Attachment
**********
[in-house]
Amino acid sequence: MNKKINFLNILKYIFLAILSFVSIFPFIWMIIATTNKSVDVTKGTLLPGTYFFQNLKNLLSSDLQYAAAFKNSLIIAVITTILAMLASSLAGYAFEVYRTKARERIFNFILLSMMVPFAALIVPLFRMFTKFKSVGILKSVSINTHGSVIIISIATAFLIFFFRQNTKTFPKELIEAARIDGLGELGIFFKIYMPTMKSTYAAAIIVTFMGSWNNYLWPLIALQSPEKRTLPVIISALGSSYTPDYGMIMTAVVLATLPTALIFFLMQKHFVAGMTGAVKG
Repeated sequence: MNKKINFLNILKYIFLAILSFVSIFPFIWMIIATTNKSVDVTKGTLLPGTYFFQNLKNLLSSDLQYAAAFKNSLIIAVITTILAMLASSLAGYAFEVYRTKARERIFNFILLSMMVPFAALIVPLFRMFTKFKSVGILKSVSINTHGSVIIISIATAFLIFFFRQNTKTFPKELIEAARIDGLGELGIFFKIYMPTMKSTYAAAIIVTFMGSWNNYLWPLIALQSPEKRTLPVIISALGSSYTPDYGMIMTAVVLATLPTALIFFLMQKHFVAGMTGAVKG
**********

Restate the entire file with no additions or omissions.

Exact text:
[in-house]
Amino acid sequence: MNKKINFLNILKYIFLAILSFVSIFPFIWMIIATTNKSVDVTKGTLLPGTYFFQNLKNLLSSDLQYAAAFKNSLIIAVITTILAMLASSLAGYAFEVYRTKARERIFNFILLSMMVPFAALIVPLFRMFTKFKSVGILKSVSINTHGSVIIISIATAFLIFFFRQNTKTFPKELIEAARIDGLGELGIFFKIYMPTMKSTYAAAIIVTFMGSWNNYLWPLIALQSPEKRTLPVIISALGSSYTPDYGMIMTAVVLATLPTALIFFLMQKHFVAGMTGAVKG
Repeated sequence: MNKKINFLNILKYIFLAILSFVSIFPFIWMIIATTNKSVDVTKGTLLPGTYFFQNLKNLLSSDLQYAAAFKNSLIIAVITTILAMLASSLAGYAFEVYRTKARERIFNFILLSMMVPFAALIVPLFRMFTKFKSVGILKSVSINTHGSVIIISIATAFLIFFFRQNTKTFPKELIEAARIDGLGELGIFFKIYMPTMKSTYAAAIIVTFMGSWNNYLWPLIALQSPEKRTLPVIISALGSSYTPDYGMIMTAVVLATLPTALIFFLMQKHFVAGMTGAVKG